Cornell leads fight against invasive emerald ash borer
Cornell University is leading efforts to manage outbreak populations of the emerald ash borer (EAB), a beetle that has the potential to devastate ash trees in the Northeast. The new invasive species is already in Steuben and Ulster counties. The pest first showed up in western New York last August in the Cattaraugus County town of Randolph.
"I knew it would be a matter of time until we would find the EAB at other sites in New York," said John Vandenberg, research entomologist with the U.S. Department of Agriculture Agricultural Research Service and adjunct professor of entomology, who discovered the EAB in New York state last summer. "What we discovered in Randolph last year were some rather heavily infested ash trees." He hopes, he added, that the new detections have been discovered early enough to prevent disastrous infestations.
Vandenberg, along with Mark Whitmore, a Cornell forest entomologist, and Melissa Fierke of the State University of New York College of Environmental Science and Forestry are working extensively with Cornell Cooperative Extension offices throughout New York to raise public awareness about the EAB to minimize the ecological, social and economic impacts of the destructive pest.
While the bright green beetles cause no direct harm to humans, they can kill a North American ash tree in two to three years. The beetles threaten the Northeast's hardwood forests and are a major potential liability to communities, says Whitmore, because removing dead or infested trees costs $2,000 to $3,000 per tree. "Every penny we spend now will be paid back many times over in cost saving," he said, recommending that communities conduct an urban tree inventory and begin to lay out realistic plans for the eventual arrival of the EAB.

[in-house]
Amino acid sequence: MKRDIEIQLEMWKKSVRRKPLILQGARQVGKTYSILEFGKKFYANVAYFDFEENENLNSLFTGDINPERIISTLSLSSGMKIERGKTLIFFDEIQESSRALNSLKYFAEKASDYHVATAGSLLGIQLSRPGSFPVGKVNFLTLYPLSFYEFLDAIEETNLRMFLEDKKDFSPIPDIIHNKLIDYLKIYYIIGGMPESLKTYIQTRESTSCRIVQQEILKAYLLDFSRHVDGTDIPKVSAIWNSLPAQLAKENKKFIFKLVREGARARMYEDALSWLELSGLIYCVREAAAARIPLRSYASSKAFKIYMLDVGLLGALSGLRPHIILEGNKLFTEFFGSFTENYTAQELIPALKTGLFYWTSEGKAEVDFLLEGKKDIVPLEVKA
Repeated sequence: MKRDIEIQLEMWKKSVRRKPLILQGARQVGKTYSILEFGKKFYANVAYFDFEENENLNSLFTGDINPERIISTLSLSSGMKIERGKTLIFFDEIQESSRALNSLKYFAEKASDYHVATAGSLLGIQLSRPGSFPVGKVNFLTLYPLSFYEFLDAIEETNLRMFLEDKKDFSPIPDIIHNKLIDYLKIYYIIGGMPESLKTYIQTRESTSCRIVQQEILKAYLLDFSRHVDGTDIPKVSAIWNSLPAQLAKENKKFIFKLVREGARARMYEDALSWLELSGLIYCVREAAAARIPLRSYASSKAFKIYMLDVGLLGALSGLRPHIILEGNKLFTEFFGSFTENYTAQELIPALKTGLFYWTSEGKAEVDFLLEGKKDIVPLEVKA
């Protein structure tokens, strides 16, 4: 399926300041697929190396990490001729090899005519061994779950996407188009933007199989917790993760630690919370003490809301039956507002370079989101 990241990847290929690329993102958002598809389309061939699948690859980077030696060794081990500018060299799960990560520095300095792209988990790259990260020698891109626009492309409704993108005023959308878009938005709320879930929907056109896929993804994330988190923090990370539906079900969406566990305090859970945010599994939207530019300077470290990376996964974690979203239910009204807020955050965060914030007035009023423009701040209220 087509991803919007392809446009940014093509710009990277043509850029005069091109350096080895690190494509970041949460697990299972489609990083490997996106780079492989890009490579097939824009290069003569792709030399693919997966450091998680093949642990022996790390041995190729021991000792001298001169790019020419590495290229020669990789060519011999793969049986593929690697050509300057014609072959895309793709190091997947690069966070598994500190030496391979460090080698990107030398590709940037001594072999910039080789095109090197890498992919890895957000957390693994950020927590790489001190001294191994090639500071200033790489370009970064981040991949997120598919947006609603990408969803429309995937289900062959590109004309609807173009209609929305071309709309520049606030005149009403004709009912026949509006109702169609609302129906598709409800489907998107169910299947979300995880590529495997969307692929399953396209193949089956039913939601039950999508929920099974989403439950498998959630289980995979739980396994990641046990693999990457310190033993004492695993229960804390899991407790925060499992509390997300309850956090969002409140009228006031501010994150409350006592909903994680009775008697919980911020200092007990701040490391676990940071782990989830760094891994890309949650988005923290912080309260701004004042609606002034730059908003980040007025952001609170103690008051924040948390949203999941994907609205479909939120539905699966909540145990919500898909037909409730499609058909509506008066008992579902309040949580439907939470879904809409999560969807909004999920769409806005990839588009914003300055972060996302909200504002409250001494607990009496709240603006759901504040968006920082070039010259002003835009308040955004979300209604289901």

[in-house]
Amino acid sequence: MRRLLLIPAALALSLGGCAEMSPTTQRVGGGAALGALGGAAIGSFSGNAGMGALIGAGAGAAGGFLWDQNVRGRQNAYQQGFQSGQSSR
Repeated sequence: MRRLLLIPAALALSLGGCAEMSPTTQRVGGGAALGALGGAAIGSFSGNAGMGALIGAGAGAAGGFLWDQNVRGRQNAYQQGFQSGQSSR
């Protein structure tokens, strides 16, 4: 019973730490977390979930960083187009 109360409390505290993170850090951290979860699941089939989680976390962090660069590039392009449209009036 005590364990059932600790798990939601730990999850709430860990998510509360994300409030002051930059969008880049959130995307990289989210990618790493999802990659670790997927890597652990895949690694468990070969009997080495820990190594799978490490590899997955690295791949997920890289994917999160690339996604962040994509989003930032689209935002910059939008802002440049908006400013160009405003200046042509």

To keep the EAB from spreading, the team has been strategically killing and removing infested ash trees to decrease the EAB population and use for research.
With expected emergency funding from the Farm Bill, the team is considering identifying potential high-risk areas and perhaps importing several natural predator species of Chinese parasitic wasps if research proves them effective, said Vandenberg. "Meanwhile, we would have time to look for additional natural enemies, develop ash resistance or find other measures," he said.
Losing ash trees would not only mean major losses to lumber companies, said Tom Gerow of Wagner Lumber in Owego, N.Y., but a massive loss of ash trees would cause overharvest of other tree species and a failure of forests to replenish the lost valuable species. "Ash trees represent 10 percent of New York forests," said Gerow. "The 'void' will most likely be filled by plant species that reduce the environmental and societal benefits that forests have to offer."
The EAB, a native of Asia, is believed to have made its way to the United States through wooden shipping crates. Since first detected in North America in 2002 near Detroit and southern Ontario, the EAB has since spread, likely via infested ash firewood, to 13 states and two Canadian provinces, killing hundreds of millions of ash trees. To discourage such spread of invasive species, New York enacted firewood regulations in May 2009, which prohibits the transport of untreated firewood beyond 50 miles. Consumers should only use firewood from local sources and never move firewood from dying trees.